THE SOUND OF HIS OWN VOICE
19 albums into his career, John Wesley Harding delivers The Sound of His Own Voice.
Now that he’s living a double life as a musician and a novelist (having published 3 books under his given name, Wesley Stace), Harding leaves his serious side on the printed page. While his tenth studio album, shows he still has a point of view and no shyness about expressing it, from a musical standpoint, this is one of his most engaging pieces of pop songcraft since he burst onto the scene with Here Comes The Groom way back in 1989.
Recorded at the Type Foundry in Portland, Oregon, the album was produced by Harding and Scott McCaughey (The Minus Five, R.E.M., Young Fresh Fellows) and mixed by Tucker Martine (My Morning Jacket, The Decemberists, Spoon).
It features the all-star King Charles Trio, whose lineup includes John Moen, Chris Funk, Jenny Conlee and Nate Query, all members of The Decemberists, Peter Buck of R.E.M. and McCaughey. Rosanne Cash, Laura Veirs and John Roderick (The Long Winters) also lend their vocal talents to the record.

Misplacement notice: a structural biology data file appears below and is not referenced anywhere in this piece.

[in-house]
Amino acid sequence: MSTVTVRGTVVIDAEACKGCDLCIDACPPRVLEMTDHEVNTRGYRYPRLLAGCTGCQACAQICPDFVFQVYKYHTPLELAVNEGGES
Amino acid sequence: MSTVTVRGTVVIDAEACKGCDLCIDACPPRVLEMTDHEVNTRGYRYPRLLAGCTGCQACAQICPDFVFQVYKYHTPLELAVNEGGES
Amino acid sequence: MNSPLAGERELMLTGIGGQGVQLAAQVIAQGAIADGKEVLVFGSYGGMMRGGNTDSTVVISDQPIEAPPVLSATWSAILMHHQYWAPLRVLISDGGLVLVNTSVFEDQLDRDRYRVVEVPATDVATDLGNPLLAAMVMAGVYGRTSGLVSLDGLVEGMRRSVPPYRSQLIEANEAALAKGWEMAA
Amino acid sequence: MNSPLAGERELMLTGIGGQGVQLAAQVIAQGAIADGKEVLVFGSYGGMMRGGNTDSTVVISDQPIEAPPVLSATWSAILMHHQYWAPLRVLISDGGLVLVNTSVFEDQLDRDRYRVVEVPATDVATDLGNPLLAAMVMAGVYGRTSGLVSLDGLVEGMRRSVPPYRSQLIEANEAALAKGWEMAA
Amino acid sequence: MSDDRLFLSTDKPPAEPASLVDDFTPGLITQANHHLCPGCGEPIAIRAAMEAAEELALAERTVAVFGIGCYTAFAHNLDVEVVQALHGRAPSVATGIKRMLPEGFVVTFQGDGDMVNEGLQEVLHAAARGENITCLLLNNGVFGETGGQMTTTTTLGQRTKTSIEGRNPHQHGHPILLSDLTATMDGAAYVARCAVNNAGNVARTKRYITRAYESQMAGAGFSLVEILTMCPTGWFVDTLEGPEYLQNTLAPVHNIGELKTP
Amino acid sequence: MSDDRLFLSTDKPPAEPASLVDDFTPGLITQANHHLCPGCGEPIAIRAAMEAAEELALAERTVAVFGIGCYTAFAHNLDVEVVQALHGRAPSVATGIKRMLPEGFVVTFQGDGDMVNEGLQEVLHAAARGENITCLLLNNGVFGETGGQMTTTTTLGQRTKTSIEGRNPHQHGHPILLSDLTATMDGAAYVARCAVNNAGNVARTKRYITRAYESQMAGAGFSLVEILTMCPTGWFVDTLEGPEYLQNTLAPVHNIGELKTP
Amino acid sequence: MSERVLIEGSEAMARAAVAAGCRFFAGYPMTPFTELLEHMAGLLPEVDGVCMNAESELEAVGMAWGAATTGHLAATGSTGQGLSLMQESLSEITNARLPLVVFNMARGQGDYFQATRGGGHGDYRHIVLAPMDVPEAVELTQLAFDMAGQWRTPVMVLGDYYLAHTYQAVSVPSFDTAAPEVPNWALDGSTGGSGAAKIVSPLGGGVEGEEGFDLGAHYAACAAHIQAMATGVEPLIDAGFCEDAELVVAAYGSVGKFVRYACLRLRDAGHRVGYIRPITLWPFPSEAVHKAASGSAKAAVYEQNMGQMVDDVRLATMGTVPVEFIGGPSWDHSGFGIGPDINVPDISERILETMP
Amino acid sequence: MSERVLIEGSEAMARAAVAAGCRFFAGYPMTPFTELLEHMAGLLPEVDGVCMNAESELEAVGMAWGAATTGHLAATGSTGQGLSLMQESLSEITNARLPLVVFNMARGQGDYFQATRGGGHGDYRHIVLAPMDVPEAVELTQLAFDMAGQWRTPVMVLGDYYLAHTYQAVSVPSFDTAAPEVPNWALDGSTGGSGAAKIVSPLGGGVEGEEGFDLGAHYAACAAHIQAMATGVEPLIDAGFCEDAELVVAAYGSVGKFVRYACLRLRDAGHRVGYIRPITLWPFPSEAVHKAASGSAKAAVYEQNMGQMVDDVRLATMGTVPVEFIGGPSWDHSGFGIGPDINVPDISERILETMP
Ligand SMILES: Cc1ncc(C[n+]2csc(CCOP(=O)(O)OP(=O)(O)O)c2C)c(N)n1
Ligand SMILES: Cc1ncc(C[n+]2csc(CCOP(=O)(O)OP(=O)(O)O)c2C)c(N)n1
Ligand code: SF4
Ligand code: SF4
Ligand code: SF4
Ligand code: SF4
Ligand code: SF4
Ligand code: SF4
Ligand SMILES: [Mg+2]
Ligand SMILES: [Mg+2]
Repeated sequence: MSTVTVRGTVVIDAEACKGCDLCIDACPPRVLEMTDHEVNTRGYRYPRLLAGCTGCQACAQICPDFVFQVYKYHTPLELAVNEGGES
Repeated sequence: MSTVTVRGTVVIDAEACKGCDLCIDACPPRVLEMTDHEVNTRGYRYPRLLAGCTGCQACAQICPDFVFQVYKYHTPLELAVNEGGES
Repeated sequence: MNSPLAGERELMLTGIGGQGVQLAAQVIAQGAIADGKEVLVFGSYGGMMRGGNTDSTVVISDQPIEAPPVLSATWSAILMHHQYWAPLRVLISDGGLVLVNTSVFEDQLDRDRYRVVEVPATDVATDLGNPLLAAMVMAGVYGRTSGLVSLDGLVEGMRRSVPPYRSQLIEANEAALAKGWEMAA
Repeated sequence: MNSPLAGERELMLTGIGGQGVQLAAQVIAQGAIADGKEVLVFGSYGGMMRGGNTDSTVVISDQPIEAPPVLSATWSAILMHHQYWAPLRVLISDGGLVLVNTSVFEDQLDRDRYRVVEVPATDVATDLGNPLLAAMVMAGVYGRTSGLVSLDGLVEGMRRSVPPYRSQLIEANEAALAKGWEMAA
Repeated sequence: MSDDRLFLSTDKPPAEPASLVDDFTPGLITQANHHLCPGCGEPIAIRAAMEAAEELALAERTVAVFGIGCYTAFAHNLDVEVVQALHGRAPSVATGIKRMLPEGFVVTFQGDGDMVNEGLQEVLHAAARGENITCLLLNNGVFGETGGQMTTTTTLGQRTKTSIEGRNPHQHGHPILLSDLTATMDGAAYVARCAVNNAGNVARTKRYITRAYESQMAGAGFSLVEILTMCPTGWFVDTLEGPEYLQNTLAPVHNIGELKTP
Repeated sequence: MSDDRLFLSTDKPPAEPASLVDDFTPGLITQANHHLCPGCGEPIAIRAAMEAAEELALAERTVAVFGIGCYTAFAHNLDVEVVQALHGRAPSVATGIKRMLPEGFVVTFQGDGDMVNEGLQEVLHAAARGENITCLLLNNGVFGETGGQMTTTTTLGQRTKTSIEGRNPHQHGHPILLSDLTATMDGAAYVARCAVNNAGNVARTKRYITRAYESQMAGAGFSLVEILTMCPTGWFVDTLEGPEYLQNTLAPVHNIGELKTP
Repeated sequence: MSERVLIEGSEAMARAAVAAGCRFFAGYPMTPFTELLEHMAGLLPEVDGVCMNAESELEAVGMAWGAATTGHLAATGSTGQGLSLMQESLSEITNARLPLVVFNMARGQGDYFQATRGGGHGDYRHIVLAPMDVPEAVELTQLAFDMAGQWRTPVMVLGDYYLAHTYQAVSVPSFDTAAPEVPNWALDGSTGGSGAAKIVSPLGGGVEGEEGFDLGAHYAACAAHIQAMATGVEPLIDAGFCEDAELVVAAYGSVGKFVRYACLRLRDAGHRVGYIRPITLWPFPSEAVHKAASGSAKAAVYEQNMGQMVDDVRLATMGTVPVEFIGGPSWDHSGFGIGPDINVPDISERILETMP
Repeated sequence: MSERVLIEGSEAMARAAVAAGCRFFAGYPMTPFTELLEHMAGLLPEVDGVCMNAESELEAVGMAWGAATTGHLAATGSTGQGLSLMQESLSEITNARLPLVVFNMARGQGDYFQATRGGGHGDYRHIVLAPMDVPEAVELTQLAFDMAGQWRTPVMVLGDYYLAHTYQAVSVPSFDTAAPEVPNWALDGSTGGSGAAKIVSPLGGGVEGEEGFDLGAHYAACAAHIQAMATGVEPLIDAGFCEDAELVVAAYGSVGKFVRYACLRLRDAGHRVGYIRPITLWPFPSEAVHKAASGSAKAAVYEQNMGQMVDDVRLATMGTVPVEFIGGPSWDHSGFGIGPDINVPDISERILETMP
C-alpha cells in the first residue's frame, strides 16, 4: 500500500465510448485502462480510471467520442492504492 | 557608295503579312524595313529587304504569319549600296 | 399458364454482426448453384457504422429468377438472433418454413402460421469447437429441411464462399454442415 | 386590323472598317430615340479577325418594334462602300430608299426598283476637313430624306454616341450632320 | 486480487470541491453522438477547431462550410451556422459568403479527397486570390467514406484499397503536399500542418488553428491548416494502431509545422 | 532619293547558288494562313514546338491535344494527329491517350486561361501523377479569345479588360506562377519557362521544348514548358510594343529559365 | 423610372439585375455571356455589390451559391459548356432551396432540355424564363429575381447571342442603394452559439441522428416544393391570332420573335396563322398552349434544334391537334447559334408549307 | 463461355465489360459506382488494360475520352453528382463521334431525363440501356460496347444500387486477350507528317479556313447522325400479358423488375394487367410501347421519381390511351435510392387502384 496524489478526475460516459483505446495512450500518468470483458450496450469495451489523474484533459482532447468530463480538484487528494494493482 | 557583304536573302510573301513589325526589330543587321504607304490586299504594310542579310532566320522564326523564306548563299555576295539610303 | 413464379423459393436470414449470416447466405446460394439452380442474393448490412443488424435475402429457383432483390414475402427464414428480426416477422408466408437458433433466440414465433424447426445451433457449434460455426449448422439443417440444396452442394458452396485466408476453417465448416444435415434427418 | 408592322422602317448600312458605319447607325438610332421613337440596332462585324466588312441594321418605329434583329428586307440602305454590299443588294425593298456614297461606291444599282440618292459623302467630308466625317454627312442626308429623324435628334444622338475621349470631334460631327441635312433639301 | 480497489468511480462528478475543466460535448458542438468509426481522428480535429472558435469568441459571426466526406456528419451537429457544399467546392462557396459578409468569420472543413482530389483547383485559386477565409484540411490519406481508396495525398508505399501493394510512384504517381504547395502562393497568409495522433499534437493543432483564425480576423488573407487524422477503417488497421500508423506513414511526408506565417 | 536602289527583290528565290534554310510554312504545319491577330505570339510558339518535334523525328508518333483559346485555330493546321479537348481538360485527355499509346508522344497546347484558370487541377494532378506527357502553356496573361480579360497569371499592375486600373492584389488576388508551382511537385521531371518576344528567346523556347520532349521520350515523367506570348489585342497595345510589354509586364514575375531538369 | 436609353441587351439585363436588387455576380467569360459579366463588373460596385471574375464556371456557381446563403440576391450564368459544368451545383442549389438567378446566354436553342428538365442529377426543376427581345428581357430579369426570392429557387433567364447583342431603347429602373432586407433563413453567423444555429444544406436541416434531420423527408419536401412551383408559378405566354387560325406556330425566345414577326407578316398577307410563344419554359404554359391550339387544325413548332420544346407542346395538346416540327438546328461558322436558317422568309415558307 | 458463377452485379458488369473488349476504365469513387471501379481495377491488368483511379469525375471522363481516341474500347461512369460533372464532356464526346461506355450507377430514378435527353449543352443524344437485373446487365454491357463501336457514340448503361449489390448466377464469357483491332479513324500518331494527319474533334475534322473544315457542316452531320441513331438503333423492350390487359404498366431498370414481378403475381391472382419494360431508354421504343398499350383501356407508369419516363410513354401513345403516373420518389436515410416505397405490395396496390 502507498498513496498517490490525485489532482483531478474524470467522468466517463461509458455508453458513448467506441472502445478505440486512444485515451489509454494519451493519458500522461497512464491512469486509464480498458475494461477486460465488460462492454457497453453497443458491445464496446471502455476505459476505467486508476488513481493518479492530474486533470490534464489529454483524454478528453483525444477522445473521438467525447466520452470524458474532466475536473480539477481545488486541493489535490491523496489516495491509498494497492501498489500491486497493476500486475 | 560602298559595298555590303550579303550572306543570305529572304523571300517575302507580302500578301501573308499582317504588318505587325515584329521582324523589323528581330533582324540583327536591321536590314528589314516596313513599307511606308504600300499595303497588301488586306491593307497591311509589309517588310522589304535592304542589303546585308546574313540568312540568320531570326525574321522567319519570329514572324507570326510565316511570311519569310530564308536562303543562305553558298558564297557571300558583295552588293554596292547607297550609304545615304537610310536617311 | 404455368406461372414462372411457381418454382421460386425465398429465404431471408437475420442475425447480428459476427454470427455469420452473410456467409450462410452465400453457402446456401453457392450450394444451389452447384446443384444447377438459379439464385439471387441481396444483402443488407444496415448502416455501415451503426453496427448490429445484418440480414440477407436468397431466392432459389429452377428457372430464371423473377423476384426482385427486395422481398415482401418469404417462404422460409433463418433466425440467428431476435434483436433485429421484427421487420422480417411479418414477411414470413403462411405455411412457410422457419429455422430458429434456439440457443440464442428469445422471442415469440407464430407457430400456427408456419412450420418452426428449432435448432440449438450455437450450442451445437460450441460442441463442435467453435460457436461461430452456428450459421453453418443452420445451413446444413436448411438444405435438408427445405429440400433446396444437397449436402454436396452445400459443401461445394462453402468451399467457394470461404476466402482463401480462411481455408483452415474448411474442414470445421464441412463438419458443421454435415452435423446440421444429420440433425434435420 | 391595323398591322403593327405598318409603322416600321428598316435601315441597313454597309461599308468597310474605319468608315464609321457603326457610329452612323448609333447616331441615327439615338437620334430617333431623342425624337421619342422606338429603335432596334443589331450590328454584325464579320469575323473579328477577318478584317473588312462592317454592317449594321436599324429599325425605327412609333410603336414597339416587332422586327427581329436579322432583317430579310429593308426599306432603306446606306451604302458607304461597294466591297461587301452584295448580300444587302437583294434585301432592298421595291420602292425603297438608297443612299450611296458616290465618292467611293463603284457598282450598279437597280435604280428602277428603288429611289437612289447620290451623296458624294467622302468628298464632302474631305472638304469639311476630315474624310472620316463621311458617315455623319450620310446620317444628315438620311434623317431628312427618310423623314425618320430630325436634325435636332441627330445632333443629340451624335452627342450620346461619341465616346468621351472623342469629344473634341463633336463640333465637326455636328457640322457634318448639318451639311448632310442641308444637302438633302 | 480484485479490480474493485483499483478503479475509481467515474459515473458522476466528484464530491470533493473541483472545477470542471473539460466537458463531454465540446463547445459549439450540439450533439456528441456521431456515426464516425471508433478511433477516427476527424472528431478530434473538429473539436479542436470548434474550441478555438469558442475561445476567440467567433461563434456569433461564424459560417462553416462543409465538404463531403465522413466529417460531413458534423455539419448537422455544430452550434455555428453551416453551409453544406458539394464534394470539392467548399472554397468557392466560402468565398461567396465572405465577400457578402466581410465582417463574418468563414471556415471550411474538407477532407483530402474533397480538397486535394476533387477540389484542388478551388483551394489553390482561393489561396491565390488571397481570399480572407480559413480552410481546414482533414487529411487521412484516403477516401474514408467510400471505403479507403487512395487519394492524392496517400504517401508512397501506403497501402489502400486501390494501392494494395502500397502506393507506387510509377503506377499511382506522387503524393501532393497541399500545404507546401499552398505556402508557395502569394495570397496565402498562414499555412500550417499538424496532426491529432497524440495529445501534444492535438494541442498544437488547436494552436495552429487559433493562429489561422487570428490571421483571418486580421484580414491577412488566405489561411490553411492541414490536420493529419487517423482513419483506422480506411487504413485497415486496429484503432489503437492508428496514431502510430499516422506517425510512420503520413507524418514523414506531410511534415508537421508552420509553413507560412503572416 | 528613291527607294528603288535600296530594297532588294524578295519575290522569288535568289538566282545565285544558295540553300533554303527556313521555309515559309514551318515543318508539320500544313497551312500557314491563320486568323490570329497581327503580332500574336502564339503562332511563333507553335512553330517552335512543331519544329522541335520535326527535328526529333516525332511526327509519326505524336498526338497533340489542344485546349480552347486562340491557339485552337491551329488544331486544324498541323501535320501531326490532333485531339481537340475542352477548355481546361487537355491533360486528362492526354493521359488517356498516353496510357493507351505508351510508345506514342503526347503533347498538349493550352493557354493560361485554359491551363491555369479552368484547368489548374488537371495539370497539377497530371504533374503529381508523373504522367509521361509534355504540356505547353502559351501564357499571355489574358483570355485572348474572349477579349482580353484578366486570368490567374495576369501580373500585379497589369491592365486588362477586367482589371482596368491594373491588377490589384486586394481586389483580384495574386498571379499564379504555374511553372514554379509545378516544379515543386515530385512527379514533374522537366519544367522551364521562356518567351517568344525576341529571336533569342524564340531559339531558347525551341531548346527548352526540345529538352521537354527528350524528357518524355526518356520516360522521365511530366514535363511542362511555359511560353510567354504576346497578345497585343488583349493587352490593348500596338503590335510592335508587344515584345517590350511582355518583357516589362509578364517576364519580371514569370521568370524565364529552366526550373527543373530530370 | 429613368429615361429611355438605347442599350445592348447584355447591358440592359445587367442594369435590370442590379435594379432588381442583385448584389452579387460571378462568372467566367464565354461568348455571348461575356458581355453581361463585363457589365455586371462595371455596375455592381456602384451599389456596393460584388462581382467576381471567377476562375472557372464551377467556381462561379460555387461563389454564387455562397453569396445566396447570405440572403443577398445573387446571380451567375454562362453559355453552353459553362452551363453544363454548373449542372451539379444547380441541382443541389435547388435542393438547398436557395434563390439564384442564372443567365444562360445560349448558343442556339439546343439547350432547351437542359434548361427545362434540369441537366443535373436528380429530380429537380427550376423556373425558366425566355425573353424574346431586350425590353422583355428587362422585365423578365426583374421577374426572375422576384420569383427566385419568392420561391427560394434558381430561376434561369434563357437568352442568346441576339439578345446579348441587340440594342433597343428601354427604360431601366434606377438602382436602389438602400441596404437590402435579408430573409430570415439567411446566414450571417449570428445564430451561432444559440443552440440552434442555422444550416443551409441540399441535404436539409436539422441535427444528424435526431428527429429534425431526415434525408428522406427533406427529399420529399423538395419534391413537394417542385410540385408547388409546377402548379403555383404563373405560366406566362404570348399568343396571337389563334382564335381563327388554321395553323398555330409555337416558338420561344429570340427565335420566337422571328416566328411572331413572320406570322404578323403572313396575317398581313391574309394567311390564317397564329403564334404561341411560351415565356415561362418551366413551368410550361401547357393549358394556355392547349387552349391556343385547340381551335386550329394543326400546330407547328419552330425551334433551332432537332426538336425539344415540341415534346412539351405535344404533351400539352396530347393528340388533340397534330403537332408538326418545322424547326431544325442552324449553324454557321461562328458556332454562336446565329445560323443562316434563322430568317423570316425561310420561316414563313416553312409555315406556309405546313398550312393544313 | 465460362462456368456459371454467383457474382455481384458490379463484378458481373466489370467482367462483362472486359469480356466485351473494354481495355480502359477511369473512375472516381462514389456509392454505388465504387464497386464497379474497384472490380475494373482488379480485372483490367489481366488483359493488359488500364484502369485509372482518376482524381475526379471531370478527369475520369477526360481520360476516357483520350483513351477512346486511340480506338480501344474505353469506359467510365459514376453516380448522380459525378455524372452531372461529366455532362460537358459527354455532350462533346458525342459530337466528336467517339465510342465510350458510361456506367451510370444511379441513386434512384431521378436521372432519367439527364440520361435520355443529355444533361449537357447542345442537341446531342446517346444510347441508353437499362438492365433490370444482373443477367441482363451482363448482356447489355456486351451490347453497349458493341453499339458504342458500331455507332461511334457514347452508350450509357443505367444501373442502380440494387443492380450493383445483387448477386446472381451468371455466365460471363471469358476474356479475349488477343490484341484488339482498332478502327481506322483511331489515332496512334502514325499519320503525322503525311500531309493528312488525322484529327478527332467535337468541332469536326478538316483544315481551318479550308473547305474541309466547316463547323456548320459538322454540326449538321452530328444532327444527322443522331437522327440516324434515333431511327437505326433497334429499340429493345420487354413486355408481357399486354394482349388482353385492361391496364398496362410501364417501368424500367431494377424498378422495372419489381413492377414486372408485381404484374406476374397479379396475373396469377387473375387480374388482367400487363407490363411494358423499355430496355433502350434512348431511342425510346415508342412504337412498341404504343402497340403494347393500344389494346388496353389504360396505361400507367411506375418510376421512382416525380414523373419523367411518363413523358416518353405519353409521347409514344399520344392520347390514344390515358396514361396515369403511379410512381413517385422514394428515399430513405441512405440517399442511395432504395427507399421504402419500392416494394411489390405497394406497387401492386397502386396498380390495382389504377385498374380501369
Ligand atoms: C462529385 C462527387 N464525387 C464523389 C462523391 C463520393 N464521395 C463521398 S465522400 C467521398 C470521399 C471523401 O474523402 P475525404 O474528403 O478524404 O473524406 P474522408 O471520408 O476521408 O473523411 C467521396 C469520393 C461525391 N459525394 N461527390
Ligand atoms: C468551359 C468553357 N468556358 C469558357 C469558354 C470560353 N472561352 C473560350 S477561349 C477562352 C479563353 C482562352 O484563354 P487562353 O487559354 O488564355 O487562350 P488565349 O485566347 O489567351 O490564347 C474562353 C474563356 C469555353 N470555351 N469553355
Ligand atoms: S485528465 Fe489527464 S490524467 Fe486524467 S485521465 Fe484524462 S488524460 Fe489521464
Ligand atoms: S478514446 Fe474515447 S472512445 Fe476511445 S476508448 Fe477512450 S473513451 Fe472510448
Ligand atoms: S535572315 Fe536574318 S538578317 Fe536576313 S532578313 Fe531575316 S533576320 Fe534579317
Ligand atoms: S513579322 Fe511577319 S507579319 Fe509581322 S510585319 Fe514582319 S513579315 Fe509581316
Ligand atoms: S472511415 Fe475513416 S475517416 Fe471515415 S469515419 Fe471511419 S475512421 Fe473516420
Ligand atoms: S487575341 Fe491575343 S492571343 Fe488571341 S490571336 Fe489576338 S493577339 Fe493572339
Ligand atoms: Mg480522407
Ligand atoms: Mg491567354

The results are beautifully crafted and entertainingly eclectic, encompassing jaunty folk-rock and nervy rock & roll with R&B underpinnings. It's fitting that the album is bookended by tributes to songwriting and music, as clear that Harding is having the time of his life writing and playing on this collection. The production and arrangements are expansive without being overbearing.
Sharp words and bright and poppy music abound, his clever wordplay appearing honed by his recent literary efforts. Songs like "There's a Starbucks (Where the Starbucks Used To Be)," are irresistable, and rarely do you see a songwriter embrace vocabulary with lines like: "They're as sharp as Occam's razor/as subtle as Aquinas/They define us and refine us with their beta-query-minus."
Harding seems to have gotten better at making records now that he’s doing it as a sideline. This album is stronger in every respect than the last, and may be one of the most satisfying albums of his career.
THERE'S A STARBUCK'S (WHERE THE STARBUCK'S USED TO BE)
I MIGHT BE DEAD
THE WAY WE WEREN'T
SING YOUR OWN SONG
I SHOULD HAVE STOPPED
THE WORLD IN SONG